The Volvo XC90 T8 PHEV is a very large SUV capable of towing a 2400kg caravan, compare its fuel consumption to similar powered SUV like the BMW X5 and Range Rover diesel is not bad.

    I have added a long term link for the new 2.4 Mitsubishi outlander PHEV

    https://www.greencarguide.co.uk/car-reviews-and-road-tests/mitsubishi-outlander-phev-4wd-2019-review/


    In 2005 I suffered a brain injury which has left me with mental and physical disabilities.
    Unfortunately I do get confused and get things wrong, so I apologise in advance.

    #107789 Reply

    Noel

    I had a MINI PHEV for 48 hrs, the battery ran out in 30 mins so for 47 1/2 hours it was running on a 1.5 underpowered petrol engine. No amount of energy recuperation will make up for plugging it in, and if you can’t plug it in or need to travel more than 20 to 30 miles it will not do 100mpg it will do 25mpg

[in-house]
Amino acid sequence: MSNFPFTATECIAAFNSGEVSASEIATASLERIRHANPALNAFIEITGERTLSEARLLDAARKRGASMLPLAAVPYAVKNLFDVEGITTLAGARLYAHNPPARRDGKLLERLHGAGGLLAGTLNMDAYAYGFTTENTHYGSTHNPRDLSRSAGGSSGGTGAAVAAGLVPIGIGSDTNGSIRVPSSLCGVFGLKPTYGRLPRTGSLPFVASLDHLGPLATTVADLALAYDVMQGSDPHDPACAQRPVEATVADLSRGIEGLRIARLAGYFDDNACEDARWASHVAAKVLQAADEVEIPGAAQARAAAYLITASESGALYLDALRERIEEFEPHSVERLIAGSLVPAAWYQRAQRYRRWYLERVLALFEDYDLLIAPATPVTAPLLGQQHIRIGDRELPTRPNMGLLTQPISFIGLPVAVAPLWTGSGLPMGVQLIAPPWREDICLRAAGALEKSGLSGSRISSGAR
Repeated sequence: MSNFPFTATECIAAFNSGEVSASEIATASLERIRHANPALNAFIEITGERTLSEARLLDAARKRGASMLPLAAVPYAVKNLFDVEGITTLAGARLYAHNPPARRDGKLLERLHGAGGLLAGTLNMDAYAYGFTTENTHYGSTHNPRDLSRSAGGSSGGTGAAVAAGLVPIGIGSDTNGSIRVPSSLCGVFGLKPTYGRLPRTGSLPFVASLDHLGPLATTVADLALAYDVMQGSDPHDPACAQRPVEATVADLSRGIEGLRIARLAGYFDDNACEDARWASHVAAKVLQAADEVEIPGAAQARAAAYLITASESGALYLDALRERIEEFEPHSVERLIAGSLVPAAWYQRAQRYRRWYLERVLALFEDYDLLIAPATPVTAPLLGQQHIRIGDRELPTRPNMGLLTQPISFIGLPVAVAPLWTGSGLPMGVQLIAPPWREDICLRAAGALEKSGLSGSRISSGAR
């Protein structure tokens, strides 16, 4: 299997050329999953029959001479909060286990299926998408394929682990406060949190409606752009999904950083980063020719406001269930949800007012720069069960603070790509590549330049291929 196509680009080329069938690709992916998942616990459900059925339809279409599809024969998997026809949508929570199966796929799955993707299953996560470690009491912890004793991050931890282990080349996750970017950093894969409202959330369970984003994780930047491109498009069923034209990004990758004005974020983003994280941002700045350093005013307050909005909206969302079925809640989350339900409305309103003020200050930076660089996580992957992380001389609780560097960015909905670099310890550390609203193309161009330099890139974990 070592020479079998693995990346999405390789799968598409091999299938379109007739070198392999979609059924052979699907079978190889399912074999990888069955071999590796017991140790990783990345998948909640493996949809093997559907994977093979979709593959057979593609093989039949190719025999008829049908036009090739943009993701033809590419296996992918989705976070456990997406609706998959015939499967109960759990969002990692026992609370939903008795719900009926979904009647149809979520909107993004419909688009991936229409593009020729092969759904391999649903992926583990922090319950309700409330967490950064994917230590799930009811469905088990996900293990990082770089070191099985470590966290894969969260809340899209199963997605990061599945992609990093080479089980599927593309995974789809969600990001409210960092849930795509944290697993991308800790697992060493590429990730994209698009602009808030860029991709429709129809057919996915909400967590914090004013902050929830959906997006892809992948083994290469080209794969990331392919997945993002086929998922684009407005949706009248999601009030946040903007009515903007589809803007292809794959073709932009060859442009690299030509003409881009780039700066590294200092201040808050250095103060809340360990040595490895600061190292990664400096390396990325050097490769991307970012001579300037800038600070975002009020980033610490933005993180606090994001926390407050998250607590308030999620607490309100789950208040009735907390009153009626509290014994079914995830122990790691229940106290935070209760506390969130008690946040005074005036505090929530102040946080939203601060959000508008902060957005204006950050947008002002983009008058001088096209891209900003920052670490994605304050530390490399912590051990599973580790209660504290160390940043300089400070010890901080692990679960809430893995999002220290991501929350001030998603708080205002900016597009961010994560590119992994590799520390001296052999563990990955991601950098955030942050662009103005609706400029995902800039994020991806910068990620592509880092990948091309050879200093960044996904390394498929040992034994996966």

Viewing 6 replies - 1 through 6 (of 6 total)
Reply To: New 2020 plug-in Skoda Octavia vRS iV confirmed for Geneva reveal

You can use BBCodes to format your content.
Your account can't use Advanced BBCodes, they will be stripped before saving.

Your information: